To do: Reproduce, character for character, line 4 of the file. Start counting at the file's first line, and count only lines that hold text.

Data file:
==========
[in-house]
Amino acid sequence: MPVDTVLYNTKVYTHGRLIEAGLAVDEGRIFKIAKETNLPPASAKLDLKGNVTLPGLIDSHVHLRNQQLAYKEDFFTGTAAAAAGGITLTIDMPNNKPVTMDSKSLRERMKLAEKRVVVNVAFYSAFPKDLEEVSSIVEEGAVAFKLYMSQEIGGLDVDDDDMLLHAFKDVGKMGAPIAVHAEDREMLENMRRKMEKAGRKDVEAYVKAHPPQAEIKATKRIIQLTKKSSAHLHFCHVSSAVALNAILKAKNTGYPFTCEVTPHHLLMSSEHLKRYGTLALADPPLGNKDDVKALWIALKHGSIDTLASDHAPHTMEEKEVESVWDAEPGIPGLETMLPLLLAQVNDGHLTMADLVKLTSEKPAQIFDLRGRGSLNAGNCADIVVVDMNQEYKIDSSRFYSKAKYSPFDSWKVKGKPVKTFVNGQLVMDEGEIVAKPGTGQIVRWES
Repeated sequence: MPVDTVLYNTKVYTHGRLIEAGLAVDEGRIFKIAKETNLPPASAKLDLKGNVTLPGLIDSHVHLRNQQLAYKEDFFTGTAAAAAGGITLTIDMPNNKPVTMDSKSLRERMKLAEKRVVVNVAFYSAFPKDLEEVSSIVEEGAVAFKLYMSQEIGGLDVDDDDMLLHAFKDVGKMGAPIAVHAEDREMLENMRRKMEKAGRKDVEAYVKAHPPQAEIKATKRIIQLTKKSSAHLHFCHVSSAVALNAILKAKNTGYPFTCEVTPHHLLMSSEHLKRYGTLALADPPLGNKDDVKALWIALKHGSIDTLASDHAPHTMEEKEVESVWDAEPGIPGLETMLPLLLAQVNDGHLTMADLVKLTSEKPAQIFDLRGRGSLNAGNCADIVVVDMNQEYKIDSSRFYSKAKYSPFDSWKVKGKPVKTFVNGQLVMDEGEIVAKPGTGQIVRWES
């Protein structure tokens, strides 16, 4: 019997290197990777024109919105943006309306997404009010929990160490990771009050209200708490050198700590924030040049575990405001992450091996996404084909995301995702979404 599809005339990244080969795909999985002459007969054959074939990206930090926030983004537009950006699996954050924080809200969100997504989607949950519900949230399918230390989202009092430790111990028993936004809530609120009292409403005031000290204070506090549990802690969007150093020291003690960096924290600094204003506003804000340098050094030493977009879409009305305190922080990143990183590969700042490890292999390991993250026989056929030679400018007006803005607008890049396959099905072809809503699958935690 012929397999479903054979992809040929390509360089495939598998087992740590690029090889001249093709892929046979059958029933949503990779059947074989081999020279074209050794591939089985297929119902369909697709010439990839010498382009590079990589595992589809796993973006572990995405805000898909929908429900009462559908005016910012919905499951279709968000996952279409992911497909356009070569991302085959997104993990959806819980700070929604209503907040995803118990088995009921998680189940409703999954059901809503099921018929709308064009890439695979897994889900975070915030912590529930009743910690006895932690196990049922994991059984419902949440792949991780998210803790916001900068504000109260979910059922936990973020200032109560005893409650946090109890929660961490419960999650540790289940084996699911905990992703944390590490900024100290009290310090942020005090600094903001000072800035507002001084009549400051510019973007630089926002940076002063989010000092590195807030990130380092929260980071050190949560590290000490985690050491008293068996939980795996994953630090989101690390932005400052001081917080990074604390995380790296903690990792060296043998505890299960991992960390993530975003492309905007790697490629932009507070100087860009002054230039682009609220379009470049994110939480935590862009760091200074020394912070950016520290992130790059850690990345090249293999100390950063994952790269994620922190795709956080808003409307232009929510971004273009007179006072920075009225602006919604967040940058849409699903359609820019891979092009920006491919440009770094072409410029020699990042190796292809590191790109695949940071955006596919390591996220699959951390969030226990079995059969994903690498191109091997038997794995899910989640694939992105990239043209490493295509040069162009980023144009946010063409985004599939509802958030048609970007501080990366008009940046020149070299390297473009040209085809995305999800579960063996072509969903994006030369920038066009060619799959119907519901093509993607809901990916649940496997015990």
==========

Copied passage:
């Protein structure tokens, strides 16, 4: 019997290197990777024109919105943006309306997404009010929990160490990771009050209200708490050198700590924030040049575990405001992450091996996404084909995301995702979404 599809005339990244080969795909999985002459007969054959074939990206930090926030983004537009950006699996954050924080809200969100997504989607949950519900949230399918230390989202009092430790111990028993936004809530609120009292409403005031000290204070506090549990802690969007150093020291003690960096924290600094204003506003804000340098050094030493977009879409009305305190922080990143990183590969700042490890292999390991993250026989056929030679400018007006803005607008890049396959099905072809809503699958935690 012929397999479903054979992809040929390509360089495939598998087992740590690029090889001249093709892929046979059958029933949503990779059947074989081999020279074209050794591939089985297929119902369909697709010439990839010498382009590079990589595992589809796993973006572990995405805000898909929908429900009462559908005016910012919905499951279709968000996952279409992911497909356009070569991302085959997104993990959806819980700070929604209503907040995803118990088995009921998680189940409703999954059901809503099921018929709308064009890439695979897994889900975070915030912590529930009743910690006895932690196990049922994991059984419902949440792949991780998210803790916001900068504000109260979910059922936990973020200032109560005893409650946090109890929660961490419960999650540790289940084996699911905990992703944390590490900024100290009290310090942020005090600094903001000072800035507002001084009549400051510019973007630089926002940076002063989010000092590195807030990130380092929260980071050190949560590290000490985690050491008293068996939980795996994953630090989101690390932005400052001081917080990074604390995380790296903690990792060296043998505890299960991992960390993530975003492309905007790697490629932009507070100087860009002054230039682009609220379009470049994110939480935590862009760091200074020394912070950016520290992130790059850690990345090249293999100390950063994952790269994620922190795709956080808003409307232009929510971004273009007179006072920075009225602006919604967040940058849409699903359609820019891979092009920006491919440009770094072409410029020699990042190796292809590191790109695949940071955006596919390591996220699959951390969030226990079995059969994903690498191109091997038997794995899910989640694939992105990239043209490493295509040069162009980023144009946010063409985004599939509802958030048609970007501080990366008009940046020149070299390297473009040209085809995305999800579960063996072509969903994006030369920038066009060619799959119907519901093509993607809901990916649940496997015990």